Reference : Chromosomal profiles of gene expression in Huntington's disease.
Scientific journals : Article
Human health sciences : Neurology
Chromosomal profiles of gene expression in Huntington's disease.
Anderson, Alexander N [Hammersmith Hospital, London > MRC Clinical Sciences Centre > > >]
Roncaroli, Federico [Imperial College London > Department of Clinical Neuroscience > > >]
Hodges, Angela [Institute of Psychiatry, London, UK > MRC Centre for Neurodegeneration Research > > >]
Deprez, Manuel [Université de Liège - ULiège > Département des sciences biomédicales et précliniques > Anatomie et cytologie pathologiques >]
Turkheimer, Federico E [Hammersmith Hospital, London > MRC Clinical Sciences Centre > > >]
Brain : A Journal of Neurology
Oxford University Press
Pt 2
Yes (verified by ORBi)
United Kingdom
[en] Caudate Nucleus/metabolism ; Chromosome Aberrations ; Data Interpretation, Statistical ; Disease Progression ; Female ; Gene Expression Regulation ; Humans ; Huntington Disease/blood/genetics/metabolism ; Male ; Mutation ; Nerve Tissue Proteins/genetics ; Nuclear Proteins/genetics ; Oligonucleotide Array Sequence Analysis/methods ; Transcription, Genetic
[en] Recent studies suggested that Huntington's disease is due to aberrant interactions between mutant huntingtin protein, transcription factors and transcriptional co-activators resulting in widespread transcriptional dysregulation. Mutant huntingtin also interacts with histone acetyltransferases, consequently interfering with the acetylation and deacetylation states of histones. Because histone modifications and chromatin structure coordinate the expression of gene clusters, we have applied a novel mathematical approach, Chromowave, to analyse microarray datasets of brain tissue and whole blood to understand how genomic regions are altered by the effects of mutated huntingtin on chromatin structure. Results show that, in samples of caudate and whole blood from Huntington's disease patients, transcription is indeed deregulated in large genomic regions in coordinated fashion, that transcription in these regions is associated with disease progression and that altered chromosomal clusters in the two tissues are remarkably similar. These findings support the notion of a common genome-wide mechanism of disruption of RNA transcription in the brain and periphery of Huntington's disease patients.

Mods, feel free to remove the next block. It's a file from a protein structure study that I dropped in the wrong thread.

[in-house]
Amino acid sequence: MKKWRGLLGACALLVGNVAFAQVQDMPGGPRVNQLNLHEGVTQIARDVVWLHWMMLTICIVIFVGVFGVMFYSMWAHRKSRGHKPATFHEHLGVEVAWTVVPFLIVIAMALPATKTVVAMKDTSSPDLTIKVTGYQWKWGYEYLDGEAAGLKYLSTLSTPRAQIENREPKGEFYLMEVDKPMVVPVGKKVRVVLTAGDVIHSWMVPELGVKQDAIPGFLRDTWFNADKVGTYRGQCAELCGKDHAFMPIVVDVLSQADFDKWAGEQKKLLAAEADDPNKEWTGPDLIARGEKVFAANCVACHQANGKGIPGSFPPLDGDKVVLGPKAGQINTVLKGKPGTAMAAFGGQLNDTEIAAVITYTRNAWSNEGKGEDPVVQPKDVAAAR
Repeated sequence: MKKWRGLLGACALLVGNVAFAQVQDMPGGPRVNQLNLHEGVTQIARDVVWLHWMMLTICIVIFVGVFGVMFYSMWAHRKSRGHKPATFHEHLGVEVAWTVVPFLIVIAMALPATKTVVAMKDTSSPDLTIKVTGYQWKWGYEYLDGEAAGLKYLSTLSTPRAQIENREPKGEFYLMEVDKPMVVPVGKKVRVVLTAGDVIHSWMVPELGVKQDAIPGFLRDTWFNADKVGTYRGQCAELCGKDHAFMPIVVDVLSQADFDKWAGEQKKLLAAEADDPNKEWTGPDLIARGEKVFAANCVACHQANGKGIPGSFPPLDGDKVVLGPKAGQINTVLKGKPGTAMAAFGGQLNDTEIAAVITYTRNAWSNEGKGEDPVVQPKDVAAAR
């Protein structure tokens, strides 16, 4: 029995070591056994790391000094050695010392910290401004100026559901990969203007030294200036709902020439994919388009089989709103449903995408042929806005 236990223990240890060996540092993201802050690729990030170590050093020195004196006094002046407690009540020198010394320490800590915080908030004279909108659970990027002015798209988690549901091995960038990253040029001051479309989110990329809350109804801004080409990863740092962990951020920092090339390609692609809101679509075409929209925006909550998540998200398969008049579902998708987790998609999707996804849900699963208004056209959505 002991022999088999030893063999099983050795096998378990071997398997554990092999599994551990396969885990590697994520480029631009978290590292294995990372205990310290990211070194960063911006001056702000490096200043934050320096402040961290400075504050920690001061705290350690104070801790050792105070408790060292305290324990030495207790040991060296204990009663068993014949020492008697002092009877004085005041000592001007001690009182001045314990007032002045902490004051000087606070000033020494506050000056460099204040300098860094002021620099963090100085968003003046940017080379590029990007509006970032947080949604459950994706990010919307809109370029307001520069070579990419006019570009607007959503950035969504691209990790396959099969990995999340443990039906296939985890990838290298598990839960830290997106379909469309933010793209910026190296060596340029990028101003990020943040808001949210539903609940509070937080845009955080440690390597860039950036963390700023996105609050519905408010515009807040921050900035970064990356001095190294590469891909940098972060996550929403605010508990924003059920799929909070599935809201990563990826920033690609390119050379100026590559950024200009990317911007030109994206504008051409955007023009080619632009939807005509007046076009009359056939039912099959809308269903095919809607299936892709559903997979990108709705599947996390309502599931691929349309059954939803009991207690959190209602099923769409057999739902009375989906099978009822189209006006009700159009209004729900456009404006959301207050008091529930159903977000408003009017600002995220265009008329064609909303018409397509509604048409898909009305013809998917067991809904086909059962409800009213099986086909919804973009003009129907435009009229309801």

Researchers ; Professionals
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